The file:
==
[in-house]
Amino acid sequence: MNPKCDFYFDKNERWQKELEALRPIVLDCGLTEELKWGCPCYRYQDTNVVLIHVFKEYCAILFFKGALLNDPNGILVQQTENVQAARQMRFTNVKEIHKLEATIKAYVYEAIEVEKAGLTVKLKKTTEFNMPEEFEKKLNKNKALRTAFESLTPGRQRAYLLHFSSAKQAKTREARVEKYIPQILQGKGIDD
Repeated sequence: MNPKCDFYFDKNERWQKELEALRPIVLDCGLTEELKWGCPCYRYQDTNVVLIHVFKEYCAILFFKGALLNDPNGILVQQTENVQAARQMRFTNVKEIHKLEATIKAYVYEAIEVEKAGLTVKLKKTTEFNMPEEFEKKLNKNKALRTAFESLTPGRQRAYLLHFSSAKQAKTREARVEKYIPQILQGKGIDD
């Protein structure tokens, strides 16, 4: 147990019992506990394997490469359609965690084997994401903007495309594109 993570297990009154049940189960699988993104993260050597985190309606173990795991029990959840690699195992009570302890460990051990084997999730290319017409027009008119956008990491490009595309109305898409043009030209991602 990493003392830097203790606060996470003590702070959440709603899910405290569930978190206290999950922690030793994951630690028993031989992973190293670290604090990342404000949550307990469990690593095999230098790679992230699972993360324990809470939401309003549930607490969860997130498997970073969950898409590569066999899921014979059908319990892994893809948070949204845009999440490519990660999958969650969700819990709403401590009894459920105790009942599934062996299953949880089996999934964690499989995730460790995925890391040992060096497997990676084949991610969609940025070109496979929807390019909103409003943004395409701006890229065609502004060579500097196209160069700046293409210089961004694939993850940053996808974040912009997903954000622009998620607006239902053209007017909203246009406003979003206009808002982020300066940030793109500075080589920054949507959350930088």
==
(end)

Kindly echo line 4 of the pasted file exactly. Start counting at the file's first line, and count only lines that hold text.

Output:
């Protein structure tokens, strides 16, 4: 147990019992506990394997490469359609965690084997994401903007495309594109 993570297990009154049940189960699988993104993260050597985190309606173990795991029990959840690699195992009570302890460990051990084997999730290319017409027009008119956008990491490009595309109305898409043009030209991602 990493003392830097203790606060996470003590702070959440709603899910405290569930978190206290999950922690030793994951630690028993031989992973190293670290604090990342404000949550307990469990690593095999230098790679992230699972993360324990809470939401309003549930607490969860997130498997970073969950898409590569066999899921014979059908319990892994893809948070949204845009999440490519990660999958969650969700819990709403401590009894459920105790009942599934062996299953949880089996999934964690499989995730460790995925890391040992060096497997990676084949991610969609940025070109496979929807390019909103409003943004395409701006890229065609502004060579500097196209160069700046293409210089961004694939993850940053996808974040912009997903954000622009998620607006239902053209007017909203246009406003979003206009808002982020300066940030793109500075080589920054949507959350930088």